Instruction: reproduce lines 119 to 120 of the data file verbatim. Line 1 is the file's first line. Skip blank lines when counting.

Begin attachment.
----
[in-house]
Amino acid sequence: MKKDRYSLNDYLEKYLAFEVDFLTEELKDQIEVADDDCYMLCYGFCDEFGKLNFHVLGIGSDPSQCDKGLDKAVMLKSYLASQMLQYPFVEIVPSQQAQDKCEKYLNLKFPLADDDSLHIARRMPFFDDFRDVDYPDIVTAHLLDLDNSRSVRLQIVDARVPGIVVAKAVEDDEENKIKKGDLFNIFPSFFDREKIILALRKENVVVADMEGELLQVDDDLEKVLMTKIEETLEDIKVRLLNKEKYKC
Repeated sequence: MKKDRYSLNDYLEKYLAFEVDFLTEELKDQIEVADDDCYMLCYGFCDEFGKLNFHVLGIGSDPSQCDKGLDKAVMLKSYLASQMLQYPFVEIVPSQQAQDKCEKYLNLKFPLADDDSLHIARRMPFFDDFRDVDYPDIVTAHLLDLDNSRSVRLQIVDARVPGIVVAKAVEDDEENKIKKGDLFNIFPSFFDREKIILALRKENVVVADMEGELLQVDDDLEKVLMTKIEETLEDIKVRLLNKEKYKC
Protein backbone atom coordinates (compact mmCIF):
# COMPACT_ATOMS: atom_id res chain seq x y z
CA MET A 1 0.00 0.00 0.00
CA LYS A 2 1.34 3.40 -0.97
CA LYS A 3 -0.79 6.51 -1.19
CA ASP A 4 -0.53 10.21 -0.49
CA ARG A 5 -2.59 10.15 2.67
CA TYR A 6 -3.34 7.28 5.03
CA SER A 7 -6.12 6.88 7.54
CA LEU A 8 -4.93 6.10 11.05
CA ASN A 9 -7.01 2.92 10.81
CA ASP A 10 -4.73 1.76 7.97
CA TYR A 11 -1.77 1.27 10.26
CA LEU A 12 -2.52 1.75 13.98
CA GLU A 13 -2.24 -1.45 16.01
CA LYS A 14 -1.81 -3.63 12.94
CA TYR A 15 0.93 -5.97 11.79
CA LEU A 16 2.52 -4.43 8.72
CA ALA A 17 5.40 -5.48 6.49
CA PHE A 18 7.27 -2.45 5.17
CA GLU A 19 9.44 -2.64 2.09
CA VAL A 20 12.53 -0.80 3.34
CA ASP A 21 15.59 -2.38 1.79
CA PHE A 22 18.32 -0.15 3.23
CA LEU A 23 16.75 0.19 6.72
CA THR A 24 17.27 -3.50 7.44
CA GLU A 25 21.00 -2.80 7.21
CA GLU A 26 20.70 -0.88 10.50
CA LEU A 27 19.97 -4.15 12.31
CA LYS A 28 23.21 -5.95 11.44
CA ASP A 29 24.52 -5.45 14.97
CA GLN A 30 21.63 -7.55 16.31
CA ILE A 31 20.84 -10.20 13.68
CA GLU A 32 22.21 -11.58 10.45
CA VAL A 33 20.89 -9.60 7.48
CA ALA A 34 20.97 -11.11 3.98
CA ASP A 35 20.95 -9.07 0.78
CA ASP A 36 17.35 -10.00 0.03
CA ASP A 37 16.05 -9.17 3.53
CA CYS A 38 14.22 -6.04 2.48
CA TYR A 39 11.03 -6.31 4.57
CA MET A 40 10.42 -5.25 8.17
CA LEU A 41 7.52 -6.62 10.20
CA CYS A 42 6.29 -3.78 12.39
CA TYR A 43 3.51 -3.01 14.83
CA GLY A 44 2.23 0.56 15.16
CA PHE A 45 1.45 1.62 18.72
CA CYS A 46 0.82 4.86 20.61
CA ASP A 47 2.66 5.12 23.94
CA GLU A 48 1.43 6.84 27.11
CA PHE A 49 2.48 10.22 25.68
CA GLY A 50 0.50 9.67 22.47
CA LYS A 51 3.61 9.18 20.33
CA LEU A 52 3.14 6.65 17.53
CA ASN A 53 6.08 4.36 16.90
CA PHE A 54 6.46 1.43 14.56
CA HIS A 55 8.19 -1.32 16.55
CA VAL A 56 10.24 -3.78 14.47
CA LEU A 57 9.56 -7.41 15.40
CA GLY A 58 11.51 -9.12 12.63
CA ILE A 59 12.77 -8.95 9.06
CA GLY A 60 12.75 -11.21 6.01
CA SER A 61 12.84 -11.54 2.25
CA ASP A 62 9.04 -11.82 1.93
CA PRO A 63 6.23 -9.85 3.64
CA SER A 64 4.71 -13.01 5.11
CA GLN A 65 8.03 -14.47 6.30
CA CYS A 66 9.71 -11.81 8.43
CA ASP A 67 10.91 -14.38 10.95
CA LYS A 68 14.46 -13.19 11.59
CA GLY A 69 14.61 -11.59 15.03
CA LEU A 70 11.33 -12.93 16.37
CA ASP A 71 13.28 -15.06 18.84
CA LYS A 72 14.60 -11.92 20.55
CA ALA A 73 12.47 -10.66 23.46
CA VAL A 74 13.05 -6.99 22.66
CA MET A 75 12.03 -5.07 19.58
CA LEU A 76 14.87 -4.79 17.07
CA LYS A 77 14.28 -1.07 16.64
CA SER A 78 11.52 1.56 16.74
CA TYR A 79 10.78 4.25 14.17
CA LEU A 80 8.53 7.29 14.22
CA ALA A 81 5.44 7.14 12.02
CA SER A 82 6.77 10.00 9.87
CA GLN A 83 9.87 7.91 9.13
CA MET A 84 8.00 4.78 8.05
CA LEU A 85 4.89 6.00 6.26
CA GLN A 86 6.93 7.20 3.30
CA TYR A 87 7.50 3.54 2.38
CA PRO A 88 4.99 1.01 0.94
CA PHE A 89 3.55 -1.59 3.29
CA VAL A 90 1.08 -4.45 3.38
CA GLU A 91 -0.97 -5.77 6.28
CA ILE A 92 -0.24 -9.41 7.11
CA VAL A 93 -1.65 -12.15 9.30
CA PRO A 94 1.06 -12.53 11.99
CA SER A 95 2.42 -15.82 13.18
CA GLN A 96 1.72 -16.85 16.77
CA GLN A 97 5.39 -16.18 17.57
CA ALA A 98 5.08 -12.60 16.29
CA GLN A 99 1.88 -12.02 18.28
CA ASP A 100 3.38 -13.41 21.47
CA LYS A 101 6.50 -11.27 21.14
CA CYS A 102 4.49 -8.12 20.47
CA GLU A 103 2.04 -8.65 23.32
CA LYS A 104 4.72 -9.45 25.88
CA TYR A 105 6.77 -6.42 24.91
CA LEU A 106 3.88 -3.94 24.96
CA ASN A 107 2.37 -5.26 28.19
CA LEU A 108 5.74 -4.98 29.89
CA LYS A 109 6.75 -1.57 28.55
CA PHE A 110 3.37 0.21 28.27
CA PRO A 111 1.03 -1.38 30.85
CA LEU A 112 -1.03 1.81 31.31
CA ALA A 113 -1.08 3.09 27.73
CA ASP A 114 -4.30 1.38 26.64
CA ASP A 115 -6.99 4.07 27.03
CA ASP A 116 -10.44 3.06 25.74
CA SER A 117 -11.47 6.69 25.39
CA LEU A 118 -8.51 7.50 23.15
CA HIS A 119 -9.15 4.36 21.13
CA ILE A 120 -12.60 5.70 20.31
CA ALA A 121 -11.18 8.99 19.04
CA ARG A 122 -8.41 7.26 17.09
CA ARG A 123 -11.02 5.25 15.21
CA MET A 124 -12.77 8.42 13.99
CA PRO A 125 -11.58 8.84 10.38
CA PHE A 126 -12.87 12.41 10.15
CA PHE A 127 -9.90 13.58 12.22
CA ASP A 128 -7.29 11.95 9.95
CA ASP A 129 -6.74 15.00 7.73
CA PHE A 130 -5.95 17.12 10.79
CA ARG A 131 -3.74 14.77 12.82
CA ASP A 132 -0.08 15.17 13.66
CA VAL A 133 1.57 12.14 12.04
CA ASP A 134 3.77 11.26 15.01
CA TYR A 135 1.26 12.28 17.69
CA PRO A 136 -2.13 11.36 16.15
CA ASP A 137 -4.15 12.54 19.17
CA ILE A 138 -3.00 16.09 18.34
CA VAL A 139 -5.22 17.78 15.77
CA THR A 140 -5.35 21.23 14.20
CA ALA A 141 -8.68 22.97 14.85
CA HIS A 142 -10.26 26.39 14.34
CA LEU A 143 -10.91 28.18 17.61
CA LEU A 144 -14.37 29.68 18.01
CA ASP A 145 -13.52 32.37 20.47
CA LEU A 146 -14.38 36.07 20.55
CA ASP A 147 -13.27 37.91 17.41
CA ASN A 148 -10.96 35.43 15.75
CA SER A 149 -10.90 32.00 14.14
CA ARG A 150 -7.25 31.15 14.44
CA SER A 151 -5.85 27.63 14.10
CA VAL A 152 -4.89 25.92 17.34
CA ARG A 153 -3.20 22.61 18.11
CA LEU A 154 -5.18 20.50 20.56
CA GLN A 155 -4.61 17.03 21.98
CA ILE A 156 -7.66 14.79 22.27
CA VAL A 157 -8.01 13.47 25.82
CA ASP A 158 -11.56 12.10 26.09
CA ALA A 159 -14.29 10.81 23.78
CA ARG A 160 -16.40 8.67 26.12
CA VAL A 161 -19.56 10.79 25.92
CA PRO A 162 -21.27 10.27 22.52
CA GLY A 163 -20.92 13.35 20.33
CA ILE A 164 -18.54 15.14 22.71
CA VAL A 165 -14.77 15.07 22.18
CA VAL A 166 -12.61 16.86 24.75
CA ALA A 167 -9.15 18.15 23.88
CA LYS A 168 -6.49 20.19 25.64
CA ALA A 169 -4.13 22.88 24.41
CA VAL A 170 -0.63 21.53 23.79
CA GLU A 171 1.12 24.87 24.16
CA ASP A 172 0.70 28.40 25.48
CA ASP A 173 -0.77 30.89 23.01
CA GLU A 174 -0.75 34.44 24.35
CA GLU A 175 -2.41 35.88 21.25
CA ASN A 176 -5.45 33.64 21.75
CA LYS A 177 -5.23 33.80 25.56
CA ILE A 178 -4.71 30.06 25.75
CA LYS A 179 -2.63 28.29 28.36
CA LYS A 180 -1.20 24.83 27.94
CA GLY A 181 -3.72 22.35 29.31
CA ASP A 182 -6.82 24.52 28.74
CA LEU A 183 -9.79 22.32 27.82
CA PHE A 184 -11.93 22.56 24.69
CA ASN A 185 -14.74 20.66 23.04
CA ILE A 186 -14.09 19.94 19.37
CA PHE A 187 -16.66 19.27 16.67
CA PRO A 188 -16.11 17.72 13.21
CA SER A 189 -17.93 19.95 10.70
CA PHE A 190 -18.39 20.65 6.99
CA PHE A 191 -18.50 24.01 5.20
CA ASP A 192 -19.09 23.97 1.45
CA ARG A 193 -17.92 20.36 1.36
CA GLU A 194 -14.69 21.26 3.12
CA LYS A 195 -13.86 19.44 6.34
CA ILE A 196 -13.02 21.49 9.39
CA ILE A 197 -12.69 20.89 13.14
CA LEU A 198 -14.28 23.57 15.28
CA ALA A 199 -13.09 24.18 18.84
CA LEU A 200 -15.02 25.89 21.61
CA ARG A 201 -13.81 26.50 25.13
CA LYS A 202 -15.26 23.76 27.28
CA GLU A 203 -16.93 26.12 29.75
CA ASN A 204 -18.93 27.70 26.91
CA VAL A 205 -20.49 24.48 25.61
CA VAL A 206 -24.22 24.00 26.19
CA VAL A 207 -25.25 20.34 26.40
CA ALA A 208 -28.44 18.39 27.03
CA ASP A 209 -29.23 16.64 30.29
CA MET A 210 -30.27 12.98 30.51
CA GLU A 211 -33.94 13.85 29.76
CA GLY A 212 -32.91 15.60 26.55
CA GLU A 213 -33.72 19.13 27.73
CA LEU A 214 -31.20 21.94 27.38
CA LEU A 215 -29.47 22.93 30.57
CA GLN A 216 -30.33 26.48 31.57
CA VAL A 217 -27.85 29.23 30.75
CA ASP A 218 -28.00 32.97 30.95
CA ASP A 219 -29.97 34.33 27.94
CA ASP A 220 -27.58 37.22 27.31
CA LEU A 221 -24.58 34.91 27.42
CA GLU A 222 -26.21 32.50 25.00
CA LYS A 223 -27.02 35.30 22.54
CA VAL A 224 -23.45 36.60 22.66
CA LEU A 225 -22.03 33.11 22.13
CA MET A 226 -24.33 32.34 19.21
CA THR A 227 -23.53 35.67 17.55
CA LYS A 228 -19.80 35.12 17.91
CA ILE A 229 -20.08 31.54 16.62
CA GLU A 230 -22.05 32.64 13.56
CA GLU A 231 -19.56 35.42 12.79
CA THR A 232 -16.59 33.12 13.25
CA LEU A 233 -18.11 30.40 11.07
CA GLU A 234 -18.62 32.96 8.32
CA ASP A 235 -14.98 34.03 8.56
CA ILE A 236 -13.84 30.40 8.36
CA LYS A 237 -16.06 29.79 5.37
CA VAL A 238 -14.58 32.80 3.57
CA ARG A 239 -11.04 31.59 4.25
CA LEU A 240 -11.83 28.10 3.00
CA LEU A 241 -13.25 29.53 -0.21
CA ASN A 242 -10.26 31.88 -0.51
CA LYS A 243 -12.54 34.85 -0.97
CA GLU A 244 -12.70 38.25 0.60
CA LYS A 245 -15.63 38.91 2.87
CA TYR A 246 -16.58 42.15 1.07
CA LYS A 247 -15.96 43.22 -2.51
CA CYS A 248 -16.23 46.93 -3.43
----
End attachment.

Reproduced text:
CA ASP A 114 -4.30 1.38 26.64
CA ASP A 115 -6.99 4.07 27.03